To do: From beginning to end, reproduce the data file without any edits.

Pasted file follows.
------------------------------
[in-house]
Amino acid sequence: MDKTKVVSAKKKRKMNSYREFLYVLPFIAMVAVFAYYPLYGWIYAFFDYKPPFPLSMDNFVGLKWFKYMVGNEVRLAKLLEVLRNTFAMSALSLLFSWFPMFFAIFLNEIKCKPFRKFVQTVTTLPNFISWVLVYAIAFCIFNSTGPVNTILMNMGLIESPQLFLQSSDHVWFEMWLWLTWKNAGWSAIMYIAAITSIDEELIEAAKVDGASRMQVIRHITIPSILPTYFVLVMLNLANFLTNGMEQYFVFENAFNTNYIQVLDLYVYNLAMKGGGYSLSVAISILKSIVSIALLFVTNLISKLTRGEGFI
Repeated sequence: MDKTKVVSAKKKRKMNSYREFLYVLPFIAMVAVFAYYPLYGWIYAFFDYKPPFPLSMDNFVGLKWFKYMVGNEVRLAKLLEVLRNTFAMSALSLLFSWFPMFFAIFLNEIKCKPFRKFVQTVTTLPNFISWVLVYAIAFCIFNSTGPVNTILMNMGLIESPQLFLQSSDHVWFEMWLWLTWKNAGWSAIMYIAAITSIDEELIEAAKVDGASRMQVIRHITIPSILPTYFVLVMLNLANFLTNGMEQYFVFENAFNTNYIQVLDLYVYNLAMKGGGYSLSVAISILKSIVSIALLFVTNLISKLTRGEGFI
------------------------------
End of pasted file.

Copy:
[in-house]
Amino acid sequence: MDKTKVVSAKKKRKMNSYREFLYVLPFIAMVAVFAYYPLYGWIYAFFDYKPPFPLSMDNFVGLKWFKYMVGNEVRLAKLLEVLRNTFAMSALSLLFSWFPMFFAIFLNEIKCKPFRKFVQTVTTLPNFISWVLVYAIAFCIFNSTGPVNTILMNMGLIESPQLFLQSSDHVWFEMWLWLTWKNAGWSAIMYIAAITSIDEELIEAAKVDGASRMQVIRHITIPSILPTYFVLVMLNLANFLTNGMEQYFVFENAFNTNYIQVLDLYVYNLAMKGGGYSLSVAISILKSIVSIALLFVTNLISKLTRGEGFI
Repeated sequence: MDKTKVVSAKKKRKMNSYREFLYVLPFIAMVAVFAYYPLYGWIYAFFDYKPPFPLSMDNFVGLKWFKYMVGNEVRLAKLLEVLRNTFAMSALSLLFSWFPMFFAIFLNEIKCKPFRKFVQTVTTLPNFISWVLVYAIAFCIFNSTGPVNTILMNMGLIESPQLFLQSSDHVWFEMWLWLTWKNAGWSAIMYIAAITSIDEELIEAAKVDGASRMQVIRHITIPSILPTYFVLVMLNLANFLTNGMEQYFVFENAFNTNYIQVLDLYVYNLAMKGGGYSLSVAISILKSIVSIALLFVTNLISKLTRGEGFI